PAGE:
A Thousand Times No

Creativity and resistance

By Judith

For the
occasion of the Prince Claus Award Ceremony on December 15, Lebanese born Egyptian
artist, scholar and activist Bahia Shehab visits the Netherlands. I have the
privilege to receive her with a group of students at Leiden University this


Shehab is specialized in Arabic calligraphy and typography, both historical and
contemporary, and has developed a Graphic Design major and the University of
Cairo. She currently heads this department and continues to teach there. In her
2010 art work A Thousand Times No she collected a large number of samples
of the word “no” – in Arabic “لا” – in Arabic calligraphy, which also
led to a publication that meticulously documented each sample with information
about the original context and the date of the inscription. In 2011, large
scale protests erupted in Cairo, following the uprising in Tunisia. Shehab took
to the streets and used stencils to spray the various NOs she had collected on
the city’s walls. “No to military rule.” “No to a new Pharaoh.” “No to beating
women.” One of her stencils shows a blue bra referring to the footage of a
woman who was ripped of her abaya (traditional black robe and veil) by
military police revealing her blue bra. The military police proceeded to drag the
woman along the street and stamped on her bare belly with their boots. The
footage went viral under the name “blue bra girl.” Shehab’s stencil reads “No
to stripping the people.” The footprint is itself a piece of calligraphy too, reading
“Long live the peaceful revolution.” You can watch her TED talk about these
projects here.

masterclass that I organize around her visit forms the incentive to reflect on
the role of artistic and creative practices in the context of political dissent.
To stick with the context of the Arab spring, there has been a tendency in both
academic and popular literature to understand revolutionary arts as “weapons”
in the struggle against repressive regimes and disenfranchisement. For example,
the BBC has decided to use for its item on the creator of a children’s magazine
the heading: “Syrian woman using ‘art as weapon’” (19 March 2016). Likewise, the
scholar, activist and journalist Donatella Della Ratta wrote in 2011: “It may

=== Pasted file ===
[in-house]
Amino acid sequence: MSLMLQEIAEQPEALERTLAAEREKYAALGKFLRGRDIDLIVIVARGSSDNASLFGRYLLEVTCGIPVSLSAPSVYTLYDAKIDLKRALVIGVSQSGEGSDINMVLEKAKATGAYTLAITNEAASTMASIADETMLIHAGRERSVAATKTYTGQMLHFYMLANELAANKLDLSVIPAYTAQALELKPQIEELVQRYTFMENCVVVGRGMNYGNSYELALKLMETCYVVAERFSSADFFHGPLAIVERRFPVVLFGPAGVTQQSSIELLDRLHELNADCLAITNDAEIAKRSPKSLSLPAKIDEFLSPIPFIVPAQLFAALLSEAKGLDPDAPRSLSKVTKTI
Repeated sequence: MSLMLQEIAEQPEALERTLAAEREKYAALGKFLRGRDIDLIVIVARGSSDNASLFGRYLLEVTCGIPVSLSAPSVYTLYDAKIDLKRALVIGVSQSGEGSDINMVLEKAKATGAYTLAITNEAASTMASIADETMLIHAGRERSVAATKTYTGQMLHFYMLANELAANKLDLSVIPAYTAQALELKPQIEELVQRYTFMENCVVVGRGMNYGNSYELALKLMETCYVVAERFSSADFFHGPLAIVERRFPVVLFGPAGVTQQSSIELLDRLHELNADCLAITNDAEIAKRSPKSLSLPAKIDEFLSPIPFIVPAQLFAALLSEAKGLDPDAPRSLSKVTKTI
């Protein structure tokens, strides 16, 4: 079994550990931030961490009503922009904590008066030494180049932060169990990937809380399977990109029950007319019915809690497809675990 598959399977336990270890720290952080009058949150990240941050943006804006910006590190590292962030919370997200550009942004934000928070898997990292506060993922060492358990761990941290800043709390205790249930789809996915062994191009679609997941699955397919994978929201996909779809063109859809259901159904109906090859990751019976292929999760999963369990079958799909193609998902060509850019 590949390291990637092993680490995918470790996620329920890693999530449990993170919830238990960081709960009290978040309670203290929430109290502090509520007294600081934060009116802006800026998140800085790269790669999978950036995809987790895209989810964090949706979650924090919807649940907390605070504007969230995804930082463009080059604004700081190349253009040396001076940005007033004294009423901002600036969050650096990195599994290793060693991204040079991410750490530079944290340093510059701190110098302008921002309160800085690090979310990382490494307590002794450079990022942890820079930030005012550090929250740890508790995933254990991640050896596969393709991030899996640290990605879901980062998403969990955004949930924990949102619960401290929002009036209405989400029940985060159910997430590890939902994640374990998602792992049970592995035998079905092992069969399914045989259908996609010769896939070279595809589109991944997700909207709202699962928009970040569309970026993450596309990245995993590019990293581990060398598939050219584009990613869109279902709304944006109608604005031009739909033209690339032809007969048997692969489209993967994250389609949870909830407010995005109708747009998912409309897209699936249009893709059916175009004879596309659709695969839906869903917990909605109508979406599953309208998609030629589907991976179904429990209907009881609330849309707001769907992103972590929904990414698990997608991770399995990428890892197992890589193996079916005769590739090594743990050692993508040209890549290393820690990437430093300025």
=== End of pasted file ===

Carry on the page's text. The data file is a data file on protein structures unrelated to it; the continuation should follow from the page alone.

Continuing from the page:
seem like a strange time to talk about music and films in Syria, but artists, armed
with a renewed creative mindset, are taking an active role in the struggle
against the Syrian regime and the violent crackdown it has launched” (“Creative resistance challenges
Syria’s regime
25 December 2011, my emphasis).

If arts can
indeed function like a weapon, what is its target and how does it attack? Egypt
today suffers under a violently repressive and humiliating new dictatorship;
Libya, Yemen and Syria have spiralled down into full blown war; only Tunisia
managed to move into a new but highly precarious democratic order. Images and
texts cannot remove a regime nor can they protect bodies from bullets and
bombs. Yet, looking at Shehab’s blue bra stencil, I am still touched by the
revolutionary spirit of Egypt in 2011. When I watch the finger puppet show Top Goon, I still feel elevated by the wittiness with which it mocks Bashar
al-Assad. When I watch the videos of Abounaddara I feel
enlightened by their portrayal of human dignity and compassion amidst the
unspeakable violence and suffering in contemporary Syria. These works
continue to radiate a powerful embrace of life against the odds and despite the
desperation and exasperation of the present. I want to argue that claiming a
voice against suffocating repression, and advocating life in the face of death
asks for a vocabulary that defies war and militarism.

There is a
long tradition of thinkers who have tried to give meaning to forms of
resistance that do not seek direct confrontation with the authorities. Michel
de Certeau, for example, pitted the concept of “strategies” against “tactics”
(1984: xix). If the former refer to administrative, policing and military
actions to control and discipline the population, the latter refer to everyday
practices with which individuals appropriate, reclaim and at times subvert the